Wednesday, November 12, 2008

Steve Jobs and the Auto Industry

Tom Friedman is livid at the prospect of bailing out U.S. automakers:
Last September, I was in a hotel room watching CNBC early one morning. They were interviewing Bob Nardelli, the C.E.O. of Chrysler, and he was explaining why the auto industry, at that time, needed $25 billion in loan guarantees. It wasn’t a bailout, he said. It was a way to enable the car companies to retool for innovation. I could not help but shout back at the TV screen: “We have to subsidize Detroit so that it will innovate? What business were you people in other than innovation?” If we give you another $25 billion, will you also do accounting?
Friedman goes on to suggest conditions for federal help, including asking Steve Jobs to run a car company for a year. It's an intriguing thought, but as unworkable as asking Jobs to run Microsoft (once described as the GM of software) for a year.
Consider what happened when Jobs came back to Apple after his exile. He came to a company that still had people used to innovating, even though the company's products had lost some of their pizazz. GM, Ford and Chrysler have precious few people who have launched innovative products. As Business Week reported earlier this year, GM CEO Bob Lutz
was shot down when he tried to raise the issue of building an electric car back in 2005.
Jobs also got Apple to buy his company Next, which provided the DNA for the operating system for a new generation of Macs. It would be like building a new generation of cars with an entirely new drive train provided by a startup company.
My advice to Steve Jobs, if he's interested in building cars, would be to start over from scratch, as
the New York Times reported a year ago:
A generation of digital-era Henry Fords, unabashed and brimming with confidence, has emerged. Born of Silicon Valley and the dot-com culture, they are trying to apply to carmaking the same entrepreneurial spirit that built the information superhighway.
Most of the inventors are not carmakers by background or training. But they are cocksure, backed by millions of dollars in venture capital and cloaked in the righteousness of environmentalism. To their critics, they are flying at high speed around a blind curve, destined to become reality-check crash-test dummies.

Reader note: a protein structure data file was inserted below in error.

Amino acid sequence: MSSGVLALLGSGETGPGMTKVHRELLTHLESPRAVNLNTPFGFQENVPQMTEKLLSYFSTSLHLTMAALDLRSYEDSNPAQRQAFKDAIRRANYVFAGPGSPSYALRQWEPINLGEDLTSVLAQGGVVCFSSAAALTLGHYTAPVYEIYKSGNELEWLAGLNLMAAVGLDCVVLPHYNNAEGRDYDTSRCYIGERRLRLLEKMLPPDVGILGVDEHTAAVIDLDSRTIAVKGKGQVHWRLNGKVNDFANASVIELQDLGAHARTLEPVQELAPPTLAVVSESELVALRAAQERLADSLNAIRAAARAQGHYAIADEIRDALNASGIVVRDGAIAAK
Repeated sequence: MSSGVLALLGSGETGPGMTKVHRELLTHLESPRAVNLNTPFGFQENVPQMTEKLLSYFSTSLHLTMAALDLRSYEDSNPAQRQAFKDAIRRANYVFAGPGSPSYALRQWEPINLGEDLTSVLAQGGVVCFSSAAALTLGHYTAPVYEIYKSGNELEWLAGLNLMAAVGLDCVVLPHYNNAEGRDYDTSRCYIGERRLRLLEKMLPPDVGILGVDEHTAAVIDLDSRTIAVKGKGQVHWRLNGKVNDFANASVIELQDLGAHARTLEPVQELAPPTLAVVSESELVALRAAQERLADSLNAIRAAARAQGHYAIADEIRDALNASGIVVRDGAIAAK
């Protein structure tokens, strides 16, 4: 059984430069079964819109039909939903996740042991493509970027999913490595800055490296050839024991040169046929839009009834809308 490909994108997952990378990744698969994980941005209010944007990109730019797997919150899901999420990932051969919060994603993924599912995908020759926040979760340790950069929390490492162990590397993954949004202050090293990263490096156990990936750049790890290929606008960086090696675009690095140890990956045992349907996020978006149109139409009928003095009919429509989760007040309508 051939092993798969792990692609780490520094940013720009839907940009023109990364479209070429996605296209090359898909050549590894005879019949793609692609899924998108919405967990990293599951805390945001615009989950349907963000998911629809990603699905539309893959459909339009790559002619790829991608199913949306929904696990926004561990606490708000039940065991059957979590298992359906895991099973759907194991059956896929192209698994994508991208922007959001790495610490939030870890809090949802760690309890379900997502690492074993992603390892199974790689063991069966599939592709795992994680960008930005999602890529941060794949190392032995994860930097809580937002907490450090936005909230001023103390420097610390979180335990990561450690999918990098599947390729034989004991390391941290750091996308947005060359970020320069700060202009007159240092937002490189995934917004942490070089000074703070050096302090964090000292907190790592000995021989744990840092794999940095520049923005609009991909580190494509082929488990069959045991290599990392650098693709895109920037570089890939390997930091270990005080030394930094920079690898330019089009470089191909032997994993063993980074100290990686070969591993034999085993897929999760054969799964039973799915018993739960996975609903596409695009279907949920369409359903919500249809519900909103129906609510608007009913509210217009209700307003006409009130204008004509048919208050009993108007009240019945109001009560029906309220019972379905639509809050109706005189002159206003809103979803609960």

Cars on the market or in development include the $100,000 all-electric Tesla Roadster, the $190,000 Wrightspeed production super car, an electric pickup truck called the Phoenix, the low-cost diminutive Th!nk car and the Bangalore-made Reva.
The large-scale impact of the collapse of the U.S. auto industry may be too horrible to contemplate. But, as Friedman and many others are suggesting, the companies can not and must not try to keep going as though nothing happened. The not-so-big-three may not be as nimble as the startups, and change may be wrenching. But one approach that could accelerate innovation would be for the automakers to buy new technology from the startups, just as Jobs brought in a new operating system from outside.
GM, Ford and Chrysler may be bleeding money, but they can still attract more capital than the small innovators. If the federal government is going to sink money into U.S. automakers, it should go to developing future technology, not propping up past failures.


Anonymous Anonymous said...

GM needs new leadership that is not committed to old Lock-ins if it is going to ever be a viable competitor. Only someone from outside the industry will be able to implement necessary Disruptions and create White Space that will allow GM (or Ford or Chrysler) to address long-term shortcomings. I don't know why Jobs would take the job, but someone who is Jobs-like is necessary. Read more at

4:05 PM, November 16, 2008  

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